The outgoing Attorney General presided over groundbreaking changes in civil liberties in the physical world but was a disaster when it comes to freedom in the world's nervous system: the Internet.
Holder was a decidedly mixed bag — from Ferguson to marriage equality, he was a defender of online freedoms. But he was the worst AG for freedom of the press in living memory, and gave us the "too big to jail" doctrine that immunized bankers from complicity in horrific crimes and economy-wrecking frauds.
As Tim Wu points out, all of Holder's bad instincts and worse compromises have one thing in common: the Internet.
Holder himself did not run that prosecution, and cannot be blamed directly for it. But, in the aftermath of Swartz's suicide, he was presented with an opportunity to step back and examine what had happened. He might have taken a careful look at how the Justice Department was enforcing the underlying law, the Computer Fraud and Abuse Act, which, as I and others have argued, is among the worst and most dangerous sections of United States federal law. If he had, he might have noticed that the Swartz prosecution wasn't the first of its kind and wouldn't be the last, and pushed for better enforcement guidelines for federal prosecutors.
Holder did not take that path—the kind of reflection, notably, that he would demand of the Ferguson police department. Instead, he blandly defended his prosecutors, and even testified before the Senate that prosecuting Swartz was "a good use of prosecutorial discretion." In that moment, he lost a good deal of the tech community's goodwill and respect.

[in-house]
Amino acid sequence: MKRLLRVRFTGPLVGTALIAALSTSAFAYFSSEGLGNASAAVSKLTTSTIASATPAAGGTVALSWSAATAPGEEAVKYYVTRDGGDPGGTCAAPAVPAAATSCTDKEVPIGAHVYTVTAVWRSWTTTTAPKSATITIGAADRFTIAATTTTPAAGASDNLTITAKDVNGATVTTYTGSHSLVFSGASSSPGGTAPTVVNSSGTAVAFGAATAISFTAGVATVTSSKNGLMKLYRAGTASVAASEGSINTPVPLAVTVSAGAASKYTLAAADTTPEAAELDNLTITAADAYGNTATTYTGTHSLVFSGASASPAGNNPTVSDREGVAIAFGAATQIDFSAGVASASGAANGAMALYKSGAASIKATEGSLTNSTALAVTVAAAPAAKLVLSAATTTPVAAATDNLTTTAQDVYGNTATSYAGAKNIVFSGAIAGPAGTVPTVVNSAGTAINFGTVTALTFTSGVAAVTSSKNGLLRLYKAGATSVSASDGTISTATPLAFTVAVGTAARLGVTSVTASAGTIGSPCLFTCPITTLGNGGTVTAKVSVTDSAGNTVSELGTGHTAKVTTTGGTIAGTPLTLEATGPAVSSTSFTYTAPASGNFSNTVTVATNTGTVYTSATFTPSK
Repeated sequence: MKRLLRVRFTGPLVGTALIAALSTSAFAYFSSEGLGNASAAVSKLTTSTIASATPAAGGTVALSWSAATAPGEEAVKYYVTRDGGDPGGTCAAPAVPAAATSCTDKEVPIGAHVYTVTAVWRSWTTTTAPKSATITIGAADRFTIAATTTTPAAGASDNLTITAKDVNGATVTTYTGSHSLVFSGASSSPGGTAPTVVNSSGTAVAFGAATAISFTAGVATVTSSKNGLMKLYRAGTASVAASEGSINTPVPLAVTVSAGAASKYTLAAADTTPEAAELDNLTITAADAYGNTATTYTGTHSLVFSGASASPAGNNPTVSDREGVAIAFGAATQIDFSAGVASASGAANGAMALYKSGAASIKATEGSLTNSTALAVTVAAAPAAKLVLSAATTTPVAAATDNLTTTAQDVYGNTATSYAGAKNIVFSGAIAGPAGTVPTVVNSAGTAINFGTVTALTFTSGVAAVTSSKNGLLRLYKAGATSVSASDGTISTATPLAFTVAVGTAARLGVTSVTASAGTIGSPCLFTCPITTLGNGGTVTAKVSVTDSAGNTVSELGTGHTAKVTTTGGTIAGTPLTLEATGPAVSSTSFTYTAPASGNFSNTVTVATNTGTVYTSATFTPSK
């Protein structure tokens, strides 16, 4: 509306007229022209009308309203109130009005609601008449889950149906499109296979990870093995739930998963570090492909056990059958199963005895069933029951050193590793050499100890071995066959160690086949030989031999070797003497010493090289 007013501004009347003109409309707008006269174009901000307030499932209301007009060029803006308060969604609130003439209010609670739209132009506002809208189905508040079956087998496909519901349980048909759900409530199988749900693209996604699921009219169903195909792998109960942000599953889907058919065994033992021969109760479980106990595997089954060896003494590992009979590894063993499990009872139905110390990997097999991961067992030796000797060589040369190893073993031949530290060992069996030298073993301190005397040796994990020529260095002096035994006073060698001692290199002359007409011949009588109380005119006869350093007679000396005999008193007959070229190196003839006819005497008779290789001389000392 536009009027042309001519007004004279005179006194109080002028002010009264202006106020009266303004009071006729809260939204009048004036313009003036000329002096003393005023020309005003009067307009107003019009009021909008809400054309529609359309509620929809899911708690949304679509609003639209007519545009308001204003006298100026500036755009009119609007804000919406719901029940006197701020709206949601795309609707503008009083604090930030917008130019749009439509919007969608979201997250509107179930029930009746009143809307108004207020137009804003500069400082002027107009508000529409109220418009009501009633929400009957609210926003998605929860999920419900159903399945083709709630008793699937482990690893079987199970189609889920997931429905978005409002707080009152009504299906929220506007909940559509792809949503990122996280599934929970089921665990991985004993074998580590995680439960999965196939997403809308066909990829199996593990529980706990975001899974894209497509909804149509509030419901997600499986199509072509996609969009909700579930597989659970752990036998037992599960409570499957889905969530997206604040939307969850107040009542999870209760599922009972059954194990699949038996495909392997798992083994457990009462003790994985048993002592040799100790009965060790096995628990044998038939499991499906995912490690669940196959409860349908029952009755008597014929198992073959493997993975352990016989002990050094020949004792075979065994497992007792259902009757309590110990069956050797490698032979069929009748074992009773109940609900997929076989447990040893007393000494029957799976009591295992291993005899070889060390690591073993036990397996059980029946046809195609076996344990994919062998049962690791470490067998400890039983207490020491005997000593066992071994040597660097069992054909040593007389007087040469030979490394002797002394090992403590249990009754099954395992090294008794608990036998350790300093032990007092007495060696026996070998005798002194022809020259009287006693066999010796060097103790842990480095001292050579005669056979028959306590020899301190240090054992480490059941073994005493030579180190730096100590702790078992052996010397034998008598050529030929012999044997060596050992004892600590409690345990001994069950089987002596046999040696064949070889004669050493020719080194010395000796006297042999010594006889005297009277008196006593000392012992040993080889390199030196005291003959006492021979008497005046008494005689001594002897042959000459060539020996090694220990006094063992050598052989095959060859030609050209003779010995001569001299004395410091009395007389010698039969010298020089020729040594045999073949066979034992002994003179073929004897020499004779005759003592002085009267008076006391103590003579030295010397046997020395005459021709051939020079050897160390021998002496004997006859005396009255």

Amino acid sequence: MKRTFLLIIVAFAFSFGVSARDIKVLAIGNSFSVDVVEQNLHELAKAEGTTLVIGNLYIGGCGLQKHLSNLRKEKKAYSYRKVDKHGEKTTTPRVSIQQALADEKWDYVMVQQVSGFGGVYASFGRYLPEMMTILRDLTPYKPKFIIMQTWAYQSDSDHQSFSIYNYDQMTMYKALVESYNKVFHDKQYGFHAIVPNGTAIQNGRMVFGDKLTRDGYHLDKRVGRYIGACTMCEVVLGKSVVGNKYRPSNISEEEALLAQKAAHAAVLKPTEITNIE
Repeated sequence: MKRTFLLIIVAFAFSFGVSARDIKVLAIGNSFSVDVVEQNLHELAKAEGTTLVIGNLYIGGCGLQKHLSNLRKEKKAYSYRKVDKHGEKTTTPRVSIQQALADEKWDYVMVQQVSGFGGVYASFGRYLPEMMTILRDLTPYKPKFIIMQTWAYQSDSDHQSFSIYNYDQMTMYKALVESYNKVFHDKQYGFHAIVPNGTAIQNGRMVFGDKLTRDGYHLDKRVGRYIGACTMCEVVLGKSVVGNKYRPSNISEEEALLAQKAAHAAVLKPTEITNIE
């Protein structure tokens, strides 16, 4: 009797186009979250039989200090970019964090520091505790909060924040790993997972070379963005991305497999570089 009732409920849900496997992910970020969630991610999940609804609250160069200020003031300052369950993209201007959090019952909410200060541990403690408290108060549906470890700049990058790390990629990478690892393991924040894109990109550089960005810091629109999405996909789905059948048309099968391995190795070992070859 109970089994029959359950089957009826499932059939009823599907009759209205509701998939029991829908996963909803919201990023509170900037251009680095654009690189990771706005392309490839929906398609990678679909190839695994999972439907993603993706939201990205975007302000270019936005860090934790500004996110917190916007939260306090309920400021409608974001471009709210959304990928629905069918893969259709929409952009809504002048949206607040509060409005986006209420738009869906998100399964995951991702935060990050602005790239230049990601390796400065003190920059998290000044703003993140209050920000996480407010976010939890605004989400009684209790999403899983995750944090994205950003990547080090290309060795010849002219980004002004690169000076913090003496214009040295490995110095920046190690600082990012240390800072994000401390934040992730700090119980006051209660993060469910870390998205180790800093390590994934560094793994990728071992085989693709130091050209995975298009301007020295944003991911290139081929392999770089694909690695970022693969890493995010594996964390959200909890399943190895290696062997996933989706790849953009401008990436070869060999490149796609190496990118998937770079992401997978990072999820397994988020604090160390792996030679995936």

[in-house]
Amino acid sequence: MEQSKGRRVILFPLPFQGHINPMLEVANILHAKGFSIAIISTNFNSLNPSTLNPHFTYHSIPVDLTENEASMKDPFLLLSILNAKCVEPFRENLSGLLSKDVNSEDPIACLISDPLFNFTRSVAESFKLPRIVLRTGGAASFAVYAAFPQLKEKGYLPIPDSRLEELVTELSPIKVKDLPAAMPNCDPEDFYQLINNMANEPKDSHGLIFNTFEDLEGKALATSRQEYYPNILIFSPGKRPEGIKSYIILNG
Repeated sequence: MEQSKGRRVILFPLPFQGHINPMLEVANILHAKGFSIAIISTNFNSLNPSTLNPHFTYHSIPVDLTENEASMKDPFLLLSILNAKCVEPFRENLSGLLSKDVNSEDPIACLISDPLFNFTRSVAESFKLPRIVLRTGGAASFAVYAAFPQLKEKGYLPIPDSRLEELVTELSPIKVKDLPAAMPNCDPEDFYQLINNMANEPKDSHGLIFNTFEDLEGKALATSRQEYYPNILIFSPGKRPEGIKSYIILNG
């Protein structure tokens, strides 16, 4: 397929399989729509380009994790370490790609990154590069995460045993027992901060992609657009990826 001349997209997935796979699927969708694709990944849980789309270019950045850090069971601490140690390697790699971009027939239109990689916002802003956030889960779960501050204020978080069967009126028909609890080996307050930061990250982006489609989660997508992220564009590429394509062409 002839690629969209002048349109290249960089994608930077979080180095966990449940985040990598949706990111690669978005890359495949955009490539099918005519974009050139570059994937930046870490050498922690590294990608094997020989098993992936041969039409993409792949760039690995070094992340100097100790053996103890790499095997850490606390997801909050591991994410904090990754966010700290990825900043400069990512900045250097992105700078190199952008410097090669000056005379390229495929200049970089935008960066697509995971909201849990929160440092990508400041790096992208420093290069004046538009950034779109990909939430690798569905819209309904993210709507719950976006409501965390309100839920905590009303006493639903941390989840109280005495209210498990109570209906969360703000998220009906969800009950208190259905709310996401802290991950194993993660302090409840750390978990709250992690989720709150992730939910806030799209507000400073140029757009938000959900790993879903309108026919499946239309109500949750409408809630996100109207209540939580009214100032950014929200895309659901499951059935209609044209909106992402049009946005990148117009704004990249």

Large-scale violations of electronic privacy, many of which were exposed by Edward Snowden, a former National Security Agency contractor, also occurred on Holder's watch. Holder didn't initiate the bulk collection of phone or e-mail records; nor did he run the N.S.A. But Holder, as the Administration's top lawyer for half a dozen years, nonetheless bears responsibility for these gross and repeated violations of Constitutional principles. It is ultimately the Justice Department's duty to stand up for the Constitution when other parts of government want to abandon it, and this Holder failed to do. (During the Bush Administration, Justice Department lawyers, like Jack Goldsmith and then Acting Attorney General James Comey, fought the White House's excessive surveillance of American citizens at a key moment.) We don't know what he knew, but Holder's Justice Department does not seem to have put a real brake on the program.
Holder's Disappointing Tech Legacy [Tim Wu/The New Yorker]